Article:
Building to Restore the Vote

Justin Terrell

Justin Terrell

Justin Terrell is the Justice 4 All Program Manager at TakeAction Minnesota. For more information abou the Saturday Restore the Vote MN Rally and Door Knock, contact him at justin@takeactionminnesota.org.

After every election, Minnesotans love to talk about high turnout at the polls. Even when we have recounts and narrow victories, the story on the news is always about our proud voting tradition.

But the reality about that tradition is much more complicated. Black folks are missing out on elections at an alarming rate. Many of us have had our Civil Right to vote taken away by the Justice System. Some of us just don’t believe our country’s democracy is for us. And why would we?

When I hit the block with a clip board, all I hear is “Vote? Vote for who? What are they going to do for me?” and I have finally learned to stop arguing. The answer to the question is “nothing.” No one is going to do anything for our community. As a matter of fact, they will pass policies that result with more Black folks behind bars than during slavery. Corporations will make sure that unemployment stays consistently high and our wages drop through the basement. Not only will people in power not help us, they will fight against us for their own personal gain.

Well, I say enough is enough. Instead of encouraging folks to vote, I am encouraging folks from my community to build. Build a block of voters that hold elected officials accountable. Build an agenda with policies that work in our interest. Build leaders to run for offices. Build organizations focused on power for our community.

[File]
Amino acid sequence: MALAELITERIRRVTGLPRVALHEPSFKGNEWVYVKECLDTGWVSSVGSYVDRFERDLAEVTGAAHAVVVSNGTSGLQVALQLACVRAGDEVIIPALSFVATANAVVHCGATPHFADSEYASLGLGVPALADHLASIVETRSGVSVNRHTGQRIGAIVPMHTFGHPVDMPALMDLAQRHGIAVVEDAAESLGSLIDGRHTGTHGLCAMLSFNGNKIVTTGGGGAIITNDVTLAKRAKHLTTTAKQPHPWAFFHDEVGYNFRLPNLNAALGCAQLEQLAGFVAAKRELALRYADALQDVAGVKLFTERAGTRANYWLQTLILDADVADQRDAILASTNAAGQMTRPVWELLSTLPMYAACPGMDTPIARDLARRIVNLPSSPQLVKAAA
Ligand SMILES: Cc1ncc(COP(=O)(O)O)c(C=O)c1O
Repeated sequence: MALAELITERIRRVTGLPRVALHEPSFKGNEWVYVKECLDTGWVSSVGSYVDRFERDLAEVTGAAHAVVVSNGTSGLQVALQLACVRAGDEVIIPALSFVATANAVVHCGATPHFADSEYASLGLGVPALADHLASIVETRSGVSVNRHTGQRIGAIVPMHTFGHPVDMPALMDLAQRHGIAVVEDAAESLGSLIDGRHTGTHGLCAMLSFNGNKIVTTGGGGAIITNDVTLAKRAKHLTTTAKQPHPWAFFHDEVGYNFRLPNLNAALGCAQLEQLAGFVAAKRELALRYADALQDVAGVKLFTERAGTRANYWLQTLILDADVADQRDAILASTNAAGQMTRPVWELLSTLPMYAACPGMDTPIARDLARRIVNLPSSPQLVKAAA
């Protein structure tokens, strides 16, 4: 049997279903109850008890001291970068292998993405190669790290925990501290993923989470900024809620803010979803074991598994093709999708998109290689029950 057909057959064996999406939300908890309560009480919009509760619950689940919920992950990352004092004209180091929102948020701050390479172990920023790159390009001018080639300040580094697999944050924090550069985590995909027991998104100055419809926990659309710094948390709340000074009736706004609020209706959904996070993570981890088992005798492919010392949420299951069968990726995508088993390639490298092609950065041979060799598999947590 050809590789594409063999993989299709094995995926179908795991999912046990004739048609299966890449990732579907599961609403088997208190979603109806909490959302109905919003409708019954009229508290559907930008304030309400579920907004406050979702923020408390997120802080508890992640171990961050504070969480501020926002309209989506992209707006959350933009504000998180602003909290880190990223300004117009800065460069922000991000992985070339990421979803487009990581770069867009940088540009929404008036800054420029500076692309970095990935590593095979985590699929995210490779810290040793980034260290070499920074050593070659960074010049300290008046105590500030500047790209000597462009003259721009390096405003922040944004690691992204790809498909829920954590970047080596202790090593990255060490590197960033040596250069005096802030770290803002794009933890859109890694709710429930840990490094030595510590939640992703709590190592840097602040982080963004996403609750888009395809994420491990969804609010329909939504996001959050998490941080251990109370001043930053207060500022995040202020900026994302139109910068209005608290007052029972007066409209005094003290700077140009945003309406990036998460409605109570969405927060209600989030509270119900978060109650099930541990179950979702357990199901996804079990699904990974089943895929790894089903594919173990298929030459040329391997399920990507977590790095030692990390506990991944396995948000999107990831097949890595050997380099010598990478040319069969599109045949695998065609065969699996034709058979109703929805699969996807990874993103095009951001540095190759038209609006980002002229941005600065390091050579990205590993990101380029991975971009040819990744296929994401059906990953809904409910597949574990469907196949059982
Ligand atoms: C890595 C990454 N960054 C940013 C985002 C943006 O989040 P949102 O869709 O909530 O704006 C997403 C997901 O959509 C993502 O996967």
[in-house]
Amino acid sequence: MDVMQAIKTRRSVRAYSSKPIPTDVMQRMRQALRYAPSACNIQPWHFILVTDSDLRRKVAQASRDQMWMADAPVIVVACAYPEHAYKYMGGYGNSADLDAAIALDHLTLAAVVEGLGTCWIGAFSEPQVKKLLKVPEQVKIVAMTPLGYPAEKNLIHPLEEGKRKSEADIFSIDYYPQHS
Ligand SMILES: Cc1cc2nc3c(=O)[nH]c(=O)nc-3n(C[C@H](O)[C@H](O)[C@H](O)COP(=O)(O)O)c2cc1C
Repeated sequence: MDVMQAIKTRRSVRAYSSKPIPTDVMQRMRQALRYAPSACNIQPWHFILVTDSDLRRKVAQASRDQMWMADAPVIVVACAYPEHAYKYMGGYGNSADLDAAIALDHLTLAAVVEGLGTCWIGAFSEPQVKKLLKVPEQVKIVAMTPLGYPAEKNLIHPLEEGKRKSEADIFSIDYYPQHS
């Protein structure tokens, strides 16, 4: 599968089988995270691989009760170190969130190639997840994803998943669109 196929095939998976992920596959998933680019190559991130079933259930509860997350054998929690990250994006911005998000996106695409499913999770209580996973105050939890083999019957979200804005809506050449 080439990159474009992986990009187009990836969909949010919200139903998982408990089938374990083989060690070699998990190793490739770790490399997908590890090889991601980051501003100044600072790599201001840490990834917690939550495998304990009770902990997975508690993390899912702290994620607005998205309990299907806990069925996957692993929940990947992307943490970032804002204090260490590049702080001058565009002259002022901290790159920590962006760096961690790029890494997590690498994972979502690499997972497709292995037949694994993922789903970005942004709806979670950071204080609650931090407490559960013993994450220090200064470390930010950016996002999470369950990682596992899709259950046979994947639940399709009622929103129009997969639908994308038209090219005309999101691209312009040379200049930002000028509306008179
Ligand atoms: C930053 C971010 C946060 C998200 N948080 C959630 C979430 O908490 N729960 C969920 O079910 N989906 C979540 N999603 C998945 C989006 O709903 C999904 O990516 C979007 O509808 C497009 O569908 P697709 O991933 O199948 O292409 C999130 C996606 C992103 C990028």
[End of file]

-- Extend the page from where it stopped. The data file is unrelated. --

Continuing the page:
This Saturday, we are hitting the doors on the North Side of Minneapolis and the East Side of St. Paul. Our goal is to generate support for the restoration of voting rights for people who have had their rights taken away because they are currently on probation and parole for a felony conviction. Please join us, change starts by connecting with each other in the community. Here is the information to get involved:

Restore the Vote MN Rally and Door Knock

Saturday, September 20th

10:30am – 3:00pm

RSVP HERE

Minneapolis Location

MN Neighborhoods Organizing for Change

911 West Broadway

Minneapolis, MN 55411

St. Paul Location

Hope Lutheran Church

1340 Hazel St N

St Paul, MN 55119

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An Organizer’s Story: Change, Discovery, and Leading the Fight

3611273461By Justin Terrell

One of the best parts of being a mentor is the look on Malik’s face when he discovers something new.

Malik is 16 and a junior at North High School. He plays football and helped the North High Polars move to the second round in the playoffs this year.

Now that football is over, the kid needs a job. When I asked him where he would like to work, he smiled and said Target. So last week, Malik and I went down to Target and filled out an application in the store. At the end of the application I asked him “any questions about criminal background?” He smiled and said “no.”

Discovery is powerful, and even though he didn’t say it, I know that Malik understands that change is possible. He was at the Target the Racial Jobs Gap event a few weeks ago when Target announced they would be removing the question about criminal histories from their applications across the country. He was also there when I told him we were flying to Denver to talk with Gregg Stienhafel the CEO of Target about fair hiring. And Malik was there when we called, door knocked and brought the community together to encourage Target to be a stronger partner. But, I am not sure he understood what all that meant until he filled out an application.

So what does it mean?

We know that our state has the worst racial jobs gap in the country. African Americans are 5 times more likely to be unemployed and 10 times more likely to be impacted by the criminal justice system. This creates barriers to economic growth and I would argue even safety concerns in our community. Minnesota has a recidivism rate (percentage of people re-offending and going back to prison) of 61%. People have a hard time staying out of the streets if they can’t get a job. Removing barriers to employment is one way we can start to close the gap. This year when Second Chance Coalition partners and Target Corp. supported Governor Dayton when he signed”Ban the Box” into law, our state moved one giant step forward.